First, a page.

EFIB, the European Forum for Industrial Biotechnology and Bioeconomy, which travels to Europe’s major cities every year, will take place for the 15th time in October next year in Vilnius, the capital of Lithuania. This was announced by the organiser EuropaBio, the European Association of Biotechnology Industries, at an event in Vienna.
“I am glad that next year’s EFIB will be held for the first time in Lithuania, which is a growing European life sciences country with not only a welcoming and value-driven life sciences ecosystem, but also a highly skilled and motivated talent pool,” said Claire Skentelbery, CEO of EuropaBio, in introducing the venue for the next year’s event.
Jovita Neliupšienė, Deputy Minister of Economy and Innovation, who welcomed the news in Vienna, noted that Vilnius had competed with Helsinki for the venue, and that the fact that the 15th edition of one of Europe’s largest industrial biotechnology and bioeconomy events will take place in Vilnius is a testament to the city’s attractiveness as a venue, as well as to the potential of the Lithuanian life sciences sector.
“The Lithuanian life sciences sector is a fast growing and priority sector of the Lithuanian economy. In 2019, it generated around 2.9% of the country’s GDP, with a strategic goal of reaching 5% of GDP by 2030, making Lithuania one of the leading countries in Central and Eastern Europe in this field. The fact that next year in Lithuania sector leaders, top-level executives, policy makers, scientists will meet in Vilnius to discuss the direction of European biotechnology development will undoubtedly be beneficial for the increased visibility of our country’s life sciences sector as well,” says Jovita Neliupšienė.
The Lithuanian Biotechnology Association, the tourism and business development agency of the City of Vilnius Go Vilnius, and the entrepreneurship and export development agency Enterprise Lithuania have become partners of the event in Lithuania, and hope that attracting the EFIB event to Lithuania will contribute to the growth of the sector.
“The biotechnology industry community and the city and national authorities have demonstrated unprecedented unity, perseverance and determination. The organisers were certainly impressed by what they were able to achieve together, highlighting both the industry’s strengths and the city’s advantages. The efforts of the people and organisations involved meant that Vilnius beat other cities and we were honoured to host such an important event,” says Inga Romanovskienė, CEO of Go Vilnius.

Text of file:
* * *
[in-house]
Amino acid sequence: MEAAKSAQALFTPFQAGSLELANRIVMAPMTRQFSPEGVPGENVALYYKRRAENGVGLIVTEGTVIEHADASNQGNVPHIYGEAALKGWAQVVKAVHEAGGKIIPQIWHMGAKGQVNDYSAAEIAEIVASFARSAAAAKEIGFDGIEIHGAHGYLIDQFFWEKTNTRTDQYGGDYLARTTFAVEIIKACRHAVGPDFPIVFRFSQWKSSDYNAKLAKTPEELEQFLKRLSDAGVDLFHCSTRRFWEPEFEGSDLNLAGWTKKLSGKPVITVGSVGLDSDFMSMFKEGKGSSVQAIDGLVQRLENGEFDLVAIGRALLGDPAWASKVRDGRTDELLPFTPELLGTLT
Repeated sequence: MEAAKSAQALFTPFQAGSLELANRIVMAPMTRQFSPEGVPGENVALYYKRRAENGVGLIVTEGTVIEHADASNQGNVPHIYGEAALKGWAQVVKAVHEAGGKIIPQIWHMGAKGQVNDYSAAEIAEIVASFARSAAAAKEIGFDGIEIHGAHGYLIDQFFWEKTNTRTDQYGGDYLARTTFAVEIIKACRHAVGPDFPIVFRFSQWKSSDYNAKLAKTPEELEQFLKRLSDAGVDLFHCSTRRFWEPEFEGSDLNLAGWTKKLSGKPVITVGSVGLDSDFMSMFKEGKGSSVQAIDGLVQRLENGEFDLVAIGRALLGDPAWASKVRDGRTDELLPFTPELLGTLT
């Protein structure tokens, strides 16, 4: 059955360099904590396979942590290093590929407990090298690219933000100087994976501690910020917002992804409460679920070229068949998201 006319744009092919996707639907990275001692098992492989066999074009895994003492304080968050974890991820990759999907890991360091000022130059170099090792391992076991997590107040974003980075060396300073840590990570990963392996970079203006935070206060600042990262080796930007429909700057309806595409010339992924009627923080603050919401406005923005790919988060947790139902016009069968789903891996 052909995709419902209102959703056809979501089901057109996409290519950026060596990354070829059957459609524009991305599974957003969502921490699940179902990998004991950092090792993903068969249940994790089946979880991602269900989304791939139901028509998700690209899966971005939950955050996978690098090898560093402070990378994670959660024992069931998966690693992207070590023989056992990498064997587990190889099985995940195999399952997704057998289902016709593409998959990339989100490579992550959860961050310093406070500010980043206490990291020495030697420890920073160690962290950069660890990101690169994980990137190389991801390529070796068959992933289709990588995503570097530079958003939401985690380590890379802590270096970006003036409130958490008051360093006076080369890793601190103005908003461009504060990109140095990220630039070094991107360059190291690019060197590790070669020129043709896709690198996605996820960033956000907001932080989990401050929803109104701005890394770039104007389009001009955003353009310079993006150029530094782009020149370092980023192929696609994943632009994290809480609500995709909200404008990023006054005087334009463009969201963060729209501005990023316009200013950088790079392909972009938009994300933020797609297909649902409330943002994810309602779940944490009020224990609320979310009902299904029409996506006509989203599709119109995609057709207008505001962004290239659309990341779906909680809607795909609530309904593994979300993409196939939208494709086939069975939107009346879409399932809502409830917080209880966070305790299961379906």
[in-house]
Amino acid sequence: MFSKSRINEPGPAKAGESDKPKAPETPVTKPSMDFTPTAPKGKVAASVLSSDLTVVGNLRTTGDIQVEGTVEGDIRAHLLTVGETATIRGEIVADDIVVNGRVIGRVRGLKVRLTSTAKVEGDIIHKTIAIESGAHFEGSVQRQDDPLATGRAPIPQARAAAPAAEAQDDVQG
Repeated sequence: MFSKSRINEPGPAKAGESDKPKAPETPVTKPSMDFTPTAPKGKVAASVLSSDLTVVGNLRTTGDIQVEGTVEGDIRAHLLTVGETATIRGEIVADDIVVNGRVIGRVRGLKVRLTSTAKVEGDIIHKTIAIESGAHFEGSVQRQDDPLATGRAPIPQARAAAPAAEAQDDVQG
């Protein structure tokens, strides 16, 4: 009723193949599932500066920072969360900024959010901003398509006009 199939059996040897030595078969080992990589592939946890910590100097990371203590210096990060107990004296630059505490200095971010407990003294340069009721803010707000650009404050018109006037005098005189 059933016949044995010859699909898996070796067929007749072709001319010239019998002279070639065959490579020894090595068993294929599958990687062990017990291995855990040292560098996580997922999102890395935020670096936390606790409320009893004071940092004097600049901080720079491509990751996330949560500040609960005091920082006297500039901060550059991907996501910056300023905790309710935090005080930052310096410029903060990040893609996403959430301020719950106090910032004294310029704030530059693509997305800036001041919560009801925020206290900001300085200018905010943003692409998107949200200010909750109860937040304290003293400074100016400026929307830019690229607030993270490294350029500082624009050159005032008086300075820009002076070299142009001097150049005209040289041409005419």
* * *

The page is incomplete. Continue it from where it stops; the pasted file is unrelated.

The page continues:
According to Agnė Vaitkevičienė, CEO of the Lithuanian Biotechnology Association, Lithuania’s fast-growing biotechnology sector is becoming a new centre of attraction in Europe, creating important technological solutions for the development of sustainable economy. “EFIB attracts Europe’s largest and most innovative bio-industry companies, promotes changes in regulatory processes and provides a platform for strategic discussions with national and European leaders. We hope that the active participation of Lithuanian companies, scientists and the state will contribute to the development of the Lithuanian biotechnology sector and will become a significant part of the creation of European bio-industry value chains,” says Agnė Vaitkevičienė.
Daina Kleponė, CEO of Enterprise Lithuania, points out that Lithuania’s life sciences sector is growing at the fastest rate in the EU, 16% annually, with exports contributing significantly to the growth, which increased by 62% in 2020 alone. “Our experience in organising Life Sciences Baltics, one of the most important life sciences events in Central Europe, shows that the events act as a platform that brings together business, science and policy makers, which accelerates both commercial and political decisions. Therefore, we are very pleased that during next year’s EFIB Forum in Vilnius we will be able to show Lithuania to the whole of Europe as a high-level research and development centre, one of the most attractive locations for biotechnology development, and the home of the sector’s rapidly growing startup community,” says Daina Kleponė.
More about EFIB and EuropaBio:
EFIB or the European Forum on Industrial Biotechnology and the Bioeconomy is one of Europe’s leading events for industrial biotechnology and the bioeconomy. Each year, the event travels around Europe’s major cities to present the latest biotechnology trends and forecasts. It brings together industry leaders and innovative technology start-ups. Top executives, policy makers, scientists and other participants discuss the directions and strategies for the development of European biotechnology.
“EuropaBio is the largest and most influential association of the European biotechnology industry, bringing together more than 2,600 biotech companies. Celebrating its 25th anniversary this year, the association operates mainly at European level in dialogue with the European Parliament, the European Commission and the Council of Ministers. “EuropaBio seeks to influence the legal regulation of biotechnology, particularly in the health and industrial biotechnology sectors.